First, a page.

Agnelli heir Lapo Elkann says was sexually abused as a child

MILAN (Reuters) - Lapo Elkann, the brother of Fiat Chairman John Elkann and an heir to Italy’s biggest industrial dynasty, said in an interview published on Friday that he was sexually abused as a teenager while at boarding school.

Lapo Elkann, president of LA Holding and co-founder of design group Italia Independent, speaks during an interview with Reuters in his office in Milan on January 11, 2013. REUTERS/Alessandro Garofalo

In a wide-ranging interview with Italian daily Il Fatto Quotidiano, Elkann, 36, said he was thinking of setting up a foundation to help victims of sexual abuse. He did not say who abused him.

“Since I turned 13, I have been through painful things that later created big difficulties in my life. Things that happened to me and other boys. I am talking about physical abuse. Sexual (abuse). It happened to me. I was subject to it,” Elkann said.

“Other people who lived through similar stuff have not been able to deal with it. My best friend, who was in college with me for nearly 10 years and went through what I went through, killed himself a year and a half ago,” Elkann said.

An aide to Elkann confirmed to Reuters the statements that Elkann made in the interview, saying he would not comment further on the issue.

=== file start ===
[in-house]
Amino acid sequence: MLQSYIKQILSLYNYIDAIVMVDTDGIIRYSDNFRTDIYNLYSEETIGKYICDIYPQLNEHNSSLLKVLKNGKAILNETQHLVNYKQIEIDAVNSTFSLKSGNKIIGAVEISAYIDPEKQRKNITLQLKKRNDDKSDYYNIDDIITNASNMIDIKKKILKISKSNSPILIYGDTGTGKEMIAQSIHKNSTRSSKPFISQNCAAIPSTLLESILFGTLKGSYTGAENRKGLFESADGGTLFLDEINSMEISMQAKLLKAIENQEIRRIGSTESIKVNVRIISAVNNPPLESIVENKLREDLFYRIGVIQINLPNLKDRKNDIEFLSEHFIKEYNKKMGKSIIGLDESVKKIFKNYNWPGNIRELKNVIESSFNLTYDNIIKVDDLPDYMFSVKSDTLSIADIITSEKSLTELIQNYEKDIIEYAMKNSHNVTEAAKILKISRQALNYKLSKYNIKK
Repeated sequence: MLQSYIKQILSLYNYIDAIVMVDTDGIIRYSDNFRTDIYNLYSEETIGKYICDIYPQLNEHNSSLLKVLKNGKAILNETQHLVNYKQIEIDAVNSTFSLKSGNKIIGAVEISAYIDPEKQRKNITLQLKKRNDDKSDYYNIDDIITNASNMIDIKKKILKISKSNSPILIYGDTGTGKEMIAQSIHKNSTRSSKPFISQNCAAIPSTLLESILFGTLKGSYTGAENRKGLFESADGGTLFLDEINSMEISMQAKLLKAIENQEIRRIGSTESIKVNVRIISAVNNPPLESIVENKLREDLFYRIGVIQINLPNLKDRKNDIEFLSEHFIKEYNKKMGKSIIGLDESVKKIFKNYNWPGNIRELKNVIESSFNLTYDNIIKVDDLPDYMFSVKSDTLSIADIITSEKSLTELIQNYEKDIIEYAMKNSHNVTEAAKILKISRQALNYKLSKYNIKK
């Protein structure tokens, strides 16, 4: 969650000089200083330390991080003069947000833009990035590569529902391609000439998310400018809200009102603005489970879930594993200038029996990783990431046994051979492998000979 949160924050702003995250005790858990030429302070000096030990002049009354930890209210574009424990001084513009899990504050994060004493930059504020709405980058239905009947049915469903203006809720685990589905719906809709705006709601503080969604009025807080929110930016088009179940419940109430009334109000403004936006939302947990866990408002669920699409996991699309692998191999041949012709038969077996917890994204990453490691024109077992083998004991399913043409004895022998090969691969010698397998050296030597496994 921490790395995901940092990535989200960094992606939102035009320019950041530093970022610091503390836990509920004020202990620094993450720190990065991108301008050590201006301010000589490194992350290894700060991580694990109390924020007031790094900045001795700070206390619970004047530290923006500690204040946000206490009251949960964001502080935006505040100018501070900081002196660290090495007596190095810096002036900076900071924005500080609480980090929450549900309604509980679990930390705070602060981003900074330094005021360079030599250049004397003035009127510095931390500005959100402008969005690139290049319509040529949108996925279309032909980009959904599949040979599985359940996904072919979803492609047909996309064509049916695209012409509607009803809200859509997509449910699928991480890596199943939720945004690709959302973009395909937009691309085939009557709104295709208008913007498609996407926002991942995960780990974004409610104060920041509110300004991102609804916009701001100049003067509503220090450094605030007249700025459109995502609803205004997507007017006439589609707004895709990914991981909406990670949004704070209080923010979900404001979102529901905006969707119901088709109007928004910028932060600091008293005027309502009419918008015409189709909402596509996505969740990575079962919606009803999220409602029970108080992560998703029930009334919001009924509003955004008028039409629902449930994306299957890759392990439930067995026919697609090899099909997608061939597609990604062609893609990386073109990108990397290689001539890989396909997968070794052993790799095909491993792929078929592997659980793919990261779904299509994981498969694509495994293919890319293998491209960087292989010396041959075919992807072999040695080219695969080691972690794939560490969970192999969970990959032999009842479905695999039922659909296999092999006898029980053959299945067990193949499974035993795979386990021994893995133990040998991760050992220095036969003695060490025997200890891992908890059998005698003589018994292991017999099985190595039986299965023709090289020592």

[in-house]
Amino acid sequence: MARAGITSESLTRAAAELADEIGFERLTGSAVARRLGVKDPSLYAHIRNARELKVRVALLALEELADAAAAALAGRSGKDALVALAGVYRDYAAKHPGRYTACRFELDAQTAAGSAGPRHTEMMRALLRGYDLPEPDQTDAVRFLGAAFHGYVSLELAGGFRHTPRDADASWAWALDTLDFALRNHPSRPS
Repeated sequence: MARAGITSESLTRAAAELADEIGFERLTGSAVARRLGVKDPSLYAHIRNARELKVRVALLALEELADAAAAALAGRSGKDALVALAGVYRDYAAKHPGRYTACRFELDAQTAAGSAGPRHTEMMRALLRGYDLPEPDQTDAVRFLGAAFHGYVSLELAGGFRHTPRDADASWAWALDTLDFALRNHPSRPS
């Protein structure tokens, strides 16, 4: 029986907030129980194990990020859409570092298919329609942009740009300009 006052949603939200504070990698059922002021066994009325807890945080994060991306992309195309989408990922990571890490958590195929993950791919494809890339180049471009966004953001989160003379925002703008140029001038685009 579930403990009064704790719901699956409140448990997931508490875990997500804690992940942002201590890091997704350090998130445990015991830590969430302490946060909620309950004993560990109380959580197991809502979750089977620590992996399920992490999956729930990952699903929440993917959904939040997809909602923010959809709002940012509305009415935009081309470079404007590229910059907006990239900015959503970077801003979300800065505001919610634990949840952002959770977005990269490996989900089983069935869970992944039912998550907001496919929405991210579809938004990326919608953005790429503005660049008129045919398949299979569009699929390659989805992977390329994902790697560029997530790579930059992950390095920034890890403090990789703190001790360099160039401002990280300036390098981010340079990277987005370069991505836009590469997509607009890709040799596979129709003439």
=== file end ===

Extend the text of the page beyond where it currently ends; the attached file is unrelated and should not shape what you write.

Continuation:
Elkann, the grandson of late Fiat patriarch Gianni Agnelli, nearly died of a drug overdose in 2005 after collapsing in the apartment of a transsexual prostitute and left his marketing post at the carmaker which now owns Chrysler.

While his older brother John is known for his shy, reserved attitude, Lapo’s flamboyant and unconventional style has made him something of a celebrity in Italy, where he is famous for his dedication to family-owned football club Juventus and his stable of luxury sports cars.

In 2007 he founded sunglass company Italia Independent, which debuted on the Milan stock market in June this year. In the interview, he said the only things he was addicted to now were cigarettes.

“I am thinking about (setting up) a foundation. I want to help those who experienced what I experienced,” he said.

“You can be a sunny, positive person, but certain things, these kind of things, can leave you permanently scarred inside. But I don’t consider myself a victim. The victims are others.”

Reporting by Silvia Aloisi; editing by Tom Pfeiffer